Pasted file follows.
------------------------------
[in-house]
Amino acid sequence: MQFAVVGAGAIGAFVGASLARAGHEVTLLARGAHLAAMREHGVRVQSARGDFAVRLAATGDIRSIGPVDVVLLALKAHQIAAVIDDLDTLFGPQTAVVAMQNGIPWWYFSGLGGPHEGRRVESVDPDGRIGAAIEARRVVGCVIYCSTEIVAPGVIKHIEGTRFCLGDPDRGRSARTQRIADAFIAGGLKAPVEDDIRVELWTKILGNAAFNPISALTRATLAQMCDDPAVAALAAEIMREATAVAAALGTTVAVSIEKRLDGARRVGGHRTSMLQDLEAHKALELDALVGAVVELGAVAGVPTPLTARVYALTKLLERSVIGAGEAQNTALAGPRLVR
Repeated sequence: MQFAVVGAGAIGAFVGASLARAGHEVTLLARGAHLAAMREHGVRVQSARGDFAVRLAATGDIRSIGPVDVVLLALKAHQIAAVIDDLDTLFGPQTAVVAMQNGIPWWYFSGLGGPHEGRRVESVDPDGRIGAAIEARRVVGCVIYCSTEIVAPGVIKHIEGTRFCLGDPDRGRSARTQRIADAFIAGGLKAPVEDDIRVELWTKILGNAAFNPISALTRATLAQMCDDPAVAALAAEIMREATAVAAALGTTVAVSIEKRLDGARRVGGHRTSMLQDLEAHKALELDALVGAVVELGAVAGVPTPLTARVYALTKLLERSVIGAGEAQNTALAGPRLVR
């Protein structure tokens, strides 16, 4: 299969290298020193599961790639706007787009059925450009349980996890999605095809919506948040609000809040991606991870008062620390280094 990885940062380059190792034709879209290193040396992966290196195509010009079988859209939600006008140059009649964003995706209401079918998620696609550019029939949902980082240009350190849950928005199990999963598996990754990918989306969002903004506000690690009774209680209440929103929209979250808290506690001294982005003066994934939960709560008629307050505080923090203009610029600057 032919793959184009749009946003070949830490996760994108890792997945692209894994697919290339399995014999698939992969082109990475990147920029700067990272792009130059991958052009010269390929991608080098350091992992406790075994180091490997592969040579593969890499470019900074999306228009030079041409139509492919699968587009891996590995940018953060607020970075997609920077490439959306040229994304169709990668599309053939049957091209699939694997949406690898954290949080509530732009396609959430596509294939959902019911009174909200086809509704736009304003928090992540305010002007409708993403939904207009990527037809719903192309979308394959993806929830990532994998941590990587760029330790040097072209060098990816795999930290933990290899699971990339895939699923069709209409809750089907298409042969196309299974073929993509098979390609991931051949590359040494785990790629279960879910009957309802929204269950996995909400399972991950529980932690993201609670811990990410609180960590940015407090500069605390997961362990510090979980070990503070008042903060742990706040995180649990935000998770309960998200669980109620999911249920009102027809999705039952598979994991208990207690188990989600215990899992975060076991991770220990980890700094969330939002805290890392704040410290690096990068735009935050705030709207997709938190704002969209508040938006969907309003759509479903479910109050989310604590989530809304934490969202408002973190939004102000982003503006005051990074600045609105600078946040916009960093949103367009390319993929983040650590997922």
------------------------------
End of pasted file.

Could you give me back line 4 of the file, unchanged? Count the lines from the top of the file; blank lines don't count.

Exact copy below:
């Protein structure tokens, strides 16, 4: 299969290298020193599961790639706007787009059925450009349980996890999605095809919506948040609000809040991606991870008062620390280094 990885940062380059190792034709879209290193040396992966290196195509010009079988859209939600006008140059009649964003995706209401079918998620696609550019029939949902980082240009350190849950928005199990999963598996990754990918989306969002903004506000690690009774209680209440929103929209979250808290506690001294982005003066994934939960709560008629307050505080923090203009610029600057 032919793959184009749009946003070949830490996760994108890792997945692209894994697919290339399995014999698939992969082109990475990147920029700067990272792009130059991958052009010269390929991608080098350091992992406790075994180091490997592969040579593969890499470019900074999306228009030079041409139509492919699968587009891996590995940018953060607020970075997609920077490439959306040229994304169709990668599309053939049957091209699939694997949406690898954290949080509530732009396609959430596509294939959902019911009174909200086809509704736009304003928090992540305010002007409708993403939904207009990527037809719903192309979308394959993806929830990532994998941590990587760029330790040097072209060098990816795999930290933990290899699971990339895939699923069709209409809750089907298409042969196309299974073929993509098979390609991931051949590359040494785990790629279960879910009957309802929204269950996995909400399972991950529980932690993201609670811990990410609180960590940015407090500069605390997961362990510090979980070990503070008042903060742990706040995180649990935000998770309960998200669980109620999911249920009102027809999705039952598979994991208990207690188990989600215990899992975060076991991770220990980890700094969330939002805290890392704040410290690096990068735009935050705030709207997709938190704002969209508040938006969907309003759509479903479910109050989310604590989530809304934490969202408002973190939004102000982003503006005051990074600045609105600078946040916009960093949103367009390319993929983040650590997922």